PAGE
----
Sports Gear Direct First Division:
Co Council 4 Jay Bazz 4:
TWO teams whose season began full of expectation met for the season time in the Sports Gear Direct First Division at The Regional Park.
Goals from top scorer Mario Fosca (2), Rob Susek and Kevin Murphy eased the hosts into a 4-2 lead before the visitors staged a dramatic late recovery to tie up the contest and keep their slim hopes of promotion alive.
Earlier, Sam Heffernan and James Fleming had kept Jay Bazz in touch only for the late revival to yield further goals from Fleming and captain Brandon Downey. Lukasz Chowaniek, Evan Mohally and Kieran O’Regan impressed for Council while Jay Bazz’s star performers included Heffernan and David O’Sullivan.
Sports Gear Direct Premier Division:
Satellite Taxis 0 Doolan’s Cow 6:
Champions Doolan’s Cow continued their remarkable winning streak by showing no mercy to a depleted Satellite eleven at Deerpark Secondary School.
Aaron Hennessy (2), Tony O’Reilly, Jason Creamer, Stephen McCarthy and Liam Horgan registered the goals for the unbeaten visitors who remain on course to create history by becoming the first team to lift the four domestic trophies on offer for a second time.
Craig Keegan, James O’Shea and Roy McCarthy shone for the shield and league winners.
UCC Utd 7 SCS Crookstown Utd 0:
UCC United chasing the runners-up spot with Satellite Taxis put Mooney Cup finalists Crookstown to the sword at the Farm.
Mo El Shouky fired in a brace in the 35th and 43rd minutes before Adam Lannon added a third three minutes into the second 45. After Wassim Magnin quickly ran in number four, further goals from Ali Ahmidat, Martin Beltran and Gearoid Grainger sealed the College’s biggest win of the season.
Healy O’Connor Solicitors 2 Marlboro Trust 1:
Healy’s did the double over Marlboro by winning their best of three encounter at Garryduff. Shane Murphy scored twice for the hosts, his second, a bullet long-range header following a corner.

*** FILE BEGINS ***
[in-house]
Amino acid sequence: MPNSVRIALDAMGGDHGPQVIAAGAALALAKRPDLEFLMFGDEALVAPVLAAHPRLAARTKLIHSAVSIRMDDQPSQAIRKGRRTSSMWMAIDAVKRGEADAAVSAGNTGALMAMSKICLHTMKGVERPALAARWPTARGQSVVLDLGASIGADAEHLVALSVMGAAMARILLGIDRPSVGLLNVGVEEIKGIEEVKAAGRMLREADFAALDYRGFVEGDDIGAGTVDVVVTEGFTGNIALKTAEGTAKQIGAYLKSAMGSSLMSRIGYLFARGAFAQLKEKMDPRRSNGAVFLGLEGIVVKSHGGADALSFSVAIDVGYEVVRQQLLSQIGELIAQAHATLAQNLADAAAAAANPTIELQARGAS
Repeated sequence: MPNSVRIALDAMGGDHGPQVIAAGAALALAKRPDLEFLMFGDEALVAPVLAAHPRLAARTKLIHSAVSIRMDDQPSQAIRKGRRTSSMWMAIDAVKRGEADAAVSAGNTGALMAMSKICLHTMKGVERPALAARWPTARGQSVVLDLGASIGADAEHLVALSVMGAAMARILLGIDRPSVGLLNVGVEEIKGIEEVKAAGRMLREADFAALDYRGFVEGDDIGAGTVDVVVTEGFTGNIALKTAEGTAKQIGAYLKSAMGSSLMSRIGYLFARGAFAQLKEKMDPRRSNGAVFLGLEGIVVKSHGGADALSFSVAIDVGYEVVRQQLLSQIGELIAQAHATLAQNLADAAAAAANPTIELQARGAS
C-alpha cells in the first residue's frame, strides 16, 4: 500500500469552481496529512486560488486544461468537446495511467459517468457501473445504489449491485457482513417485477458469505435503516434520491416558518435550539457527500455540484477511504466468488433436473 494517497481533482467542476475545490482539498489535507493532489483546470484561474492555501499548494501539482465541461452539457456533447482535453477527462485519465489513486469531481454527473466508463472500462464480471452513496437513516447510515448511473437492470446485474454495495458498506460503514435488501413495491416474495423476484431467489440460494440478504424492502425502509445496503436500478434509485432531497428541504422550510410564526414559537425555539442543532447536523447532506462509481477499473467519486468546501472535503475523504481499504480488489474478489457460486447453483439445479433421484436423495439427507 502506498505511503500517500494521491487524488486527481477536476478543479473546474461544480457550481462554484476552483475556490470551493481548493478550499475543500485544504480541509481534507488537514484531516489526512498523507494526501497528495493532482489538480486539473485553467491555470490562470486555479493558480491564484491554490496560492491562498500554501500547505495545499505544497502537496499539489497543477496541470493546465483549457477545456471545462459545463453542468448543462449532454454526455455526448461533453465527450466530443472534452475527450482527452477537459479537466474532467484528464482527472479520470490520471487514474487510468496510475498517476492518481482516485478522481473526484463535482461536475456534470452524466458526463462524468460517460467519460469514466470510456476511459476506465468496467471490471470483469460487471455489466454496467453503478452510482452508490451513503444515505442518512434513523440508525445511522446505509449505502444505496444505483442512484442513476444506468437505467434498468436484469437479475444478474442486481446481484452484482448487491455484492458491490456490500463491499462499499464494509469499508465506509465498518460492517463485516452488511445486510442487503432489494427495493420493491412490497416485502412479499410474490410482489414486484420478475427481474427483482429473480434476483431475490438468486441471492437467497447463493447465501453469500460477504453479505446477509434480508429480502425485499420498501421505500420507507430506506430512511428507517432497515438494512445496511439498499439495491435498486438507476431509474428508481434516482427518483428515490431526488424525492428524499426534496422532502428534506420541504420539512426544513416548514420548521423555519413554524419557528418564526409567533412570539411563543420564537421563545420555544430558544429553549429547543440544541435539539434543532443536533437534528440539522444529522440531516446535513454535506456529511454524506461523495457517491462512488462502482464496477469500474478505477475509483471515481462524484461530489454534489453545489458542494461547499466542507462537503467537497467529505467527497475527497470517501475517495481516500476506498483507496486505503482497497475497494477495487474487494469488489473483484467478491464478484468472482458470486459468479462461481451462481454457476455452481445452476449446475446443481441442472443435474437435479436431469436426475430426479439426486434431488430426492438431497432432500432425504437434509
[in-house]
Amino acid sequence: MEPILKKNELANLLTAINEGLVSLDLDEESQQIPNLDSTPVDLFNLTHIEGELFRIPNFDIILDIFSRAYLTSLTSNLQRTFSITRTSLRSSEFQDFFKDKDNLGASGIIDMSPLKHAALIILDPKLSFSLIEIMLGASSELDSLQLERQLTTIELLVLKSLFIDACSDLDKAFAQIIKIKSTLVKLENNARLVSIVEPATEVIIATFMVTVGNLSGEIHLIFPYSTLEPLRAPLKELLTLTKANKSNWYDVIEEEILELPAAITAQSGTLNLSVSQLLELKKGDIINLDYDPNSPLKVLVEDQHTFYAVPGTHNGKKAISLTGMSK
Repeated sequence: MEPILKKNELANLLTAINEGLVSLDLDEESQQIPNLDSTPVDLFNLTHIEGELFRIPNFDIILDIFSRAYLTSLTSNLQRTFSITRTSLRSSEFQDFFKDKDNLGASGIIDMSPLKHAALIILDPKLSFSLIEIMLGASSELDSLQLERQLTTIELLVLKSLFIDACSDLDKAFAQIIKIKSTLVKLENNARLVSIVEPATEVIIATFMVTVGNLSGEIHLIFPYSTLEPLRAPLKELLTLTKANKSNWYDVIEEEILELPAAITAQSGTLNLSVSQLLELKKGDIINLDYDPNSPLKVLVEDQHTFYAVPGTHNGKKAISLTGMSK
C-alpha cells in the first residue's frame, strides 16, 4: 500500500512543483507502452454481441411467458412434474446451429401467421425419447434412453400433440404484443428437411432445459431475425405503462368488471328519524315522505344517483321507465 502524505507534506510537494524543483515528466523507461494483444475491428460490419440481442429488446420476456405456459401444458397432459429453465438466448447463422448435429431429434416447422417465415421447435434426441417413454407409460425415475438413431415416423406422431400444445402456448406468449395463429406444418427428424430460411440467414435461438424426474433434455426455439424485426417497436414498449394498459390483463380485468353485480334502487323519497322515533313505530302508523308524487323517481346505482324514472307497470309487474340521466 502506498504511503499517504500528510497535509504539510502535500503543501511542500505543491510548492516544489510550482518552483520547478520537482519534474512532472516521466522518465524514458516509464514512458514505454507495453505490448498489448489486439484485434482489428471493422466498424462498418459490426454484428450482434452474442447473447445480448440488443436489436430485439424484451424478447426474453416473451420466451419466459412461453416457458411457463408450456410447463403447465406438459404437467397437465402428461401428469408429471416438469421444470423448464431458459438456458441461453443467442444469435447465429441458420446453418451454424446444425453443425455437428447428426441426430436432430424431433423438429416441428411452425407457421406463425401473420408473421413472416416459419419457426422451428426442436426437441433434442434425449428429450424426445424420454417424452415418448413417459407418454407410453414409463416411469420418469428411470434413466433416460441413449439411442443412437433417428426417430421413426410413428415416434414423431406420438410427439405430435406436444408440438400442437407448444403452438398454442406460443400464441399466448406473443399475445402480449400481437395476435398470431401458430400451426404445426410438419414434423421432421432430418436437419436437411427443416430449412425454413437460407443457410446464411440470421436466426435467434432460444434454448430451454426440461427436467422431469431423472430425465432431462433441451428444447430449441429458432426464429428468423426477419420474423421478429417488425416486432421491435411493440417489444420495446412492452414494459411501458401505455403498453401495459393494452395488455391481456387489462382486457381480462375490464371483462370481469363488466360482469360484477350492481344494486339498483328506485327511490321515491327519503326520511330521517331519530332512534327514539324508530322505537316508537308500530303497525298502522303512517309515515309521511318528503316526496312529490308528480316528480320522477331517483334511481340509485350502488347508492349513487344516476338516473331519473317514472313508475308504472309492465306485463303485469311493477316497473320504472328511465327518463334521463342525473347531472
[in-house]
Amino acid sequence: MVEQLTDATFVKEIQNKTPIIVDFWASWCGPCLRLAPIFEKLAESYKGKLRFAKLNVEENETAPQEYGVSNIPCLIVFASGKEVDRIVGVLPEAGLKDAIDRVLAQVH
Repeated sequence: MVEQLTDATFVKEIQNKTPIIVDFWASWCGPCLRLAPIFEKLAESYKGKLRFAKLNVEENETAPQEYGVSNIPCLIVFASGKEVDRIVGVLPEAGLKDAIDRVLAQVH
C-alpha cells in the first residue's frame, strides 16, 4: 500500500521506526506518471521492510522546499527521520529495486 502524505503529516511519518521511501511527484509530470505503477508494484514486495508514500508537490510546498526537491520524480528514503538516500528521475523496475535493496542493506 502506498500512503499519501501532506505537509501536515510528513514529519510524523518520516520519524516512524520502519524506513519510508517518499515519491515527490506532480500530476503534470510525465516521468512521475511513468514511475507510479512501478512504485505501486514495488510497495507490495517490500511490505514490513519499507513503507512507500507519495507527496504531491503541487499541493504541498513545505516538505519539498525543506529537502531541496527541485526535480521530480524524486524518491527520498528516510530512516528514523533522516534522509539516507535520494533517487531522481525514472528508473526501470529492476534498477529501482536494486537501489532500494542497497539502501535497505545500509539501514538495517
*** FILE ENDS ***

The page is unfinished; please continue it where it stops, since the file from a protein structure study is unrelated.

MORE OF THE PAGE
Kevin Sullivan’s reply for Trust reduced the deficit but came too late to impact the result.
In the good old days for all who played, the pain was certainly worth the gain!’
As the CBSL prepares to celebrate its 70th anniversary next season, many teams and companies have come and gone in the intervening years.
The unique appeal of the league, unlike any other in junior football nationwide, continues to be its ability to bring workmates together from various departments of a firm, going on to forge lasting friendships both inside and outside the job.
So what was it like to have managed and played with one of those teams? Former Cork Examiner and CBSL Treasurer, the late Frank Linehan gave an interesting insight into a week in the life of a team manager during the club’s unfulfilled years of the late '80s before the successes of the early nineties and the second consecutive league and cup double which occurred 30 years ago this year.
"I’m manager, delegate, first-aid man, water bottle carrier, treasurer, secretary, laundryman and any other job that comes along. My week begins on Tuesday morning collecting gear from the laundrette, evening at the delegate meeting. Work the following day. I put the fixture on the notice board.
"Within an hour one of the players tells me his uncle has died in Timbucktoo or Outer Mongolia or someplace and he wouldn’t feel right about playing. Another tells me his mother-in-law is coming to dinner. He dreads her. Two down and it’s only day one.
"Thursday, two more withdrawals. Have to guarantee two players I left out last week that they’d get the full 90 minutes this weekend.
"Friday, Tries to collect script. Nobody has small money, it’s all €50 notes. All promise to pay on the double next week. Saturday, refuse to answer the phone at home in case it’s a withdrawal. In the evening I get gear, footballs and water ready."
The late Echo racing tipster Dave Cronin, who played with Examiner through the eighties and early nineties, gave the view from the player’s perspective.
"The legendary Bill Shankly once said: 'Football is not a matter of life and death. It’s far more important than that.'
"Such sentiments hardly apply to mere soccer enthusiasts, Man United fans excluded, but over a decade of involvement with Examiner certainly left an indelible mark on this observer’s life.
"It also left marks on most other parts of my body, but more about that later. Our teams had their share of highs and lows, but there was never any doubting their enthusiasm."